Nima | Gelephu

Devices to detect animal intrusions that were installed last month have come in handy for farmers. They have helped control the intrusion of wild animals in critical areas.

The devices are animal intrusion detection and repellent systems (ANIDERS), and about 30 of them were installed in Shompangkha, Samtenling, and Gelephu gewog since October 20 this year.

The alert system produces sound and light when wild elephants intrude into the farms.

Farmers in the three gewogs lose acres of paddy field and areca nut trees to elephants every year.

Ashman Rai from Shompangkha said ANIDERS has been working against all wild animals during the night because of the lights and alarms.

“Even the movements of birds and other wild animals were detected at night,” he said. “We have installed four ANIDERS in critical areas. No cases of damage to crops have been reported so far.”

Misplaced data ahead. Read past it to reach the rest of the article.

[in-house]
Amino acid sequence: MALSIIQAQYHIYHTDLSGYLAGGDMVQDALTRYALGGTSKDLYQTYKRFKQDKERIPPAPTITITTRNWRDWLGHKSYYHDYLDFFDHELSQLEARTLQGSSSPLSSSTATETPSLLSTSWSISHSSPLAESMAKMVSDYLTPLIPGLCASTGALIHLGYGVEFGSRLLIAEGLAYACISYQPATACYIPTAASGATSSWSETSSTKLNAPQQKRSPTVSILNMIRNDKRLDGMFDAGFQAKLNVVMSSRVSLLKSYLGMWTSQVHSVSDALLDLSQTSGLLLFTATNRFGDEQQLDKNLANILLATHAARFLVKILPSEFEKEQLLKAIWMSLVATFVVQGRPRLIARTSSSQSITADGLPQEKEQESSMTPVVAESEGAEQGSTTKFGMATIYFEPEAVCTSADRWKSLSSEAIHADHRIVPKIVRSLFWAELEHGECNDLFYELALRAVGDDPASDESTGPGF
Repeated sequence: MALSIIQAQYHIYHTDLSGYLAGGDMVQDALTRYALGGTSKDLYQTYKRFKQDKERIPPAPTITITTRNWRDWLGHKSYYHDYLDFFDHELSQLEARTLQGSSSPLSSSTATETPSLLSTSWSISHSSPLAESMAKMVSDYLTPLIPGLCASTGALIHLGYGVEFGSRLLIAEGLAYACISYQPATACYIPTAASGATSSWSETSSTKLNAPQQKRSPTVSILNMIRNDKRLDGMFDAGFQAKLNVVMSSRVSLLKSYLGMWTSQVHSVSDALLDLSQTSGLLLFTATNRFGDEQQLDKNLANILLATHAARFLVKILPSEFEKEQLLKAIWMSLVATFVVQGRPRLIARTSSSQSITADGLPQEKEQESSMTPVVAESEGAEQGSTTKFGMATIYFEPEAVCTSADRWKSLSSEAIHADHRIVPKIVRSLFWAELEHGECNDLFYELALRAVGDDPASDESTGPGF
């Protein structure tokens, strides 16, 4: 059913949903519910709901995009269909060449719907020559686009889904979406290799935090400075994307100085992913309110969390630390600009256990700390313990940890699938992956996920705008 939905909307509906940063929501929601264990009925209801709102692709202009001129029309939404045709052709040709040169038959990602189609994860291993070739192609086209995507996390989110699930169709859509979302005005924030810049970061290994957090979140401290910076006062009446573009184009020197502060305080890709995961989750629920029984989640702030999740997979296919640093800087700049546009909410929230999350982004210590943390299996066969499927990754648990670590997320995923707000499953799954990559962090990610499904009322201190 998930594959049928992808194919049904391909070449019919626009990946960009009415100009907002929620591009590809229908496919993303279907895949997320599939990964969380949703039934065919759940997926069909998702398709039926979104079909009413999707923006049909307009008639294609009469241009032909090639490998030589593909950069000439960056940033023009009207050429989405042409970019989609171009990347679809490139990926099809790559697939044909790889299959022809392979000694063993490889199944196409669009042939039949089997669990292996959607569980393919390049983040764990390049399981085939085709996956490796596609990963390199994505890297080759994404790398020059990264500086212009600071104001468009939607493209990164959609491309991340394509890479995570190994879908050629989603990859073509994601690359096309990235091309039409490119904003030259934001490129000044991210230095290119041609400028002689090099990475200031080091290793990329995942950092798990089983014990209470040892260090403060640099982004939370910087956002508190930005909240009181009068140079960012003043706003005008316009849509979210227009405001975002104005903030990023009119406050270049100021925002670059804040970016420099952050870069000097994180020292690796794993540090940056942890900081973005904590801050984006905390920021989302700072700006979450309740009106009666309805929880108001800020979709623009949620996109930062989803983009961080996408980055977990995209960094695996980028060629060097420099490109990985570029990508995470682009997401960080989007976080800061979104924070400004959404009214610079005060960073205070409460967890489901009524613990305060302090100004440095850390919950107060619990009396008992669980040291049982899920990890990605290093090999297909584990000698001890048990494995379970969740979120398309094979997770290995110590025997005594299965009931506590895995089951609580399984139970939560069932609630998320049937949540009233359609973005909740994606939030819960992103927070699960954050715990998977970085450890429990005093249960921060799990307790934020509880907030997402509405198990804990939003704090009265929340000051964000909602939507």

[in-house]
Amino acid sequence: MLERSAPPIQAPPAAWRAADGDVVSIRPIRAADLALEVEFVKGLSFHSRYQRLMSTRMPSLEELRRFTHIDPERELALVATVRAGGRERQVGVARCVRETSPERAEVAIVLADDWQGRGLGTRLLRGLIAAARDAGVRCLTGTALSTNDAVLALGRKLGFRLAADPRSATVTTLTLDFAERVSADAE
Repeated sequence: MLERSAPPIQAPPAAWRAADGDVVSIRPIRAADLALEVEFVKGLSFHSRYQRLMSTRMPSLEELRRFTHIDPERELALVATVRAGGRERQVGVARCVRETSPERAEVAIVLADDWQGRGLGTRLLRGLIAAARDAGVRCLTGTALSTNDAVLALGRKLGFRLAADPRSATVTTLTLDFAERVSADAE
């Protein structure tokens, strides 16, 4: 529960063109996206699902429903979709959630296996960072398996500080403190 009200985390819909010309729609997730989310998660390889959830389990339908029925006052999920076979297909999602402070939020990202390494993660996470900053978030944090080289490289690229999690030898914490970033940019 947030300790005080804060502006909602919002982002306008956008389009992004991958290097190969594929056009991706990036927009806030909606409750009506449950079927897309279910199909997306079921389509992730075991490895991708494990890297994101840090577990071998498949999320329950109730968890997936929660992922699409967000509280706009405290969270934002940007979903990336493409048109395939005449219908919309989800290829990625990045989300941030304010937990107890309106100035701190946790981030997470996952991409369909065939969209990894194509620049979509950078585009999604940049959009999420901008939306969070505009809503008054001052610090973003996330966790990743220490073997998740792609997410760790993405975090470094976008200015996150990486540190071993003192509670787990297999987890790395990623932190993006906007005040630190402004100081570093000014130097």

The alert systems were installed in areas where elephants enter farms, with a 30-metre gap between each ANIDERS.

Ashman Rai said they identified the most affected areas to install the alert systems. “They have proved effective so far.”

The chief forestry officer of the divisional forest office in Sarpang, Phub Dhendup, said ANIDERS was installed to supplement the existing mitigating measures, such as electric fencing.

“There were places where electric fences could not be installed, like in big riverbeds and huge openings. ANIDERS helps seal the entry points in such places,” he said.

According to Phub Dhendup, there has been a slight increase in human-wildlife conflicts over the years in Sarpang. “Farmers lose paddy crops to elephants at this time of the year. Elephants damage acres of paddies at night. We are supporting farmers with the alert system.”

Edited by Tashi Dema